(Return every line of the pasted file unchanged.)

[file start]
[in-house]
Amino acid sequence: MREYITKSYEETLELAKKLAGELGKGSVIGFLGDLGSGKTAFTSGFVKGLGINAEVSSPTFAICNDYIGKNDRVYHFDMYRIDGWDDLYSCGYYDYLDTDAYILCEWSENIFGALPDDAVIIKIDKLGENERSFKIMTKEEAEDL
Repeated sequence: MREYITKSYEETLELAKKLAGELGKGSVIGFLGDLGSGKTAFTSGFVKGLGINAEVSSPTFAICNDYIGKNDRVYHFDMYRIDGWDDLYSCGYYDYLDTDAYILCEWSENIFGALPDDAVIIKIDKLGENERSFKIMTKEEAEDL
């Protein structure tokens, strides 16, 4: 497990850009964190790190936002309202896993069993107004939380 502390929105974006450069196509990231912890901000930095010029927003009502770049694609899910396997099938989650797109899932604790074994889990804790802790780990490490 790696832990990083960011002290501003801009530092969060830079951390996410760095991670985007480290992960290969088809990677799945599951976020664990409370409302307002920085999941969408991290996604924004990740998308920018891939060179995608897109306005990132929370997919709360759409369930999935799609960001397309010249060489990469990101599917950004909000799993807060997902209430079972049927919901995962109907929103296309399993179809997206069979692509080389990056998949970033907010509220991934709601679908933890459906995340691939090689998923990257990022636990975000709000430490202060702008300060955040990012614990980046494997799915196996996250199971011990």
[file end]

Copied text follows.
[in-house]
Amino acid sequence: MREYITKSYEETLELAKKLAGELGKGSVIGFLGDLGSGKTAFTSGFVKGLGINAEVSSPTFAICNDYIGKNDRVYHFDMYRIDGWDDLYSCGYYDYLDTDAYILCEWSENIFGALPDDAVIIKIDKLGENERSFKIMTKEEAEDL
Repeated sequence: MREYITKSYEETLELAKKLAGELGKGSVIGFLGDLGSGKTAFTSGFVKGLGINAEVSSPTFAICNDYIGKNDRVYHFDMYRIDGWDDLYSCGYYDYLDTDAYILCEWSENIFGALPDDAVIIKIDKLGENERSFKIMTKEEAEDL
């Protein structure tokens, strides 16, 4: 497990850009964190790190936002309202896993069993107004939380 502390929105974006450069196509990231912890901000930095010029927003009502770049694609899910396997099938989650797109899932604790074994889990804790802790780990490490 790696832990990083960011002290501003801009530092969060830079951390996410760095991670985007480290992960290969088809990677799945599951976020664990409370409302307002920085999941969408991290996604924004990740998308920018891939060179995608897109306005990132929370997919709360759409369930999935799609960001397309010249060489990469990101599917950004909000799993807060997902209430079972049927919901995962109907929103296309399993179809997206069979692509080389990056998949970033907010509220991934709601679908933890459906995340691939090689998923990257990022636990975000709000430490202060702008300060955040990012614990980046494997799915196996996250199971011990």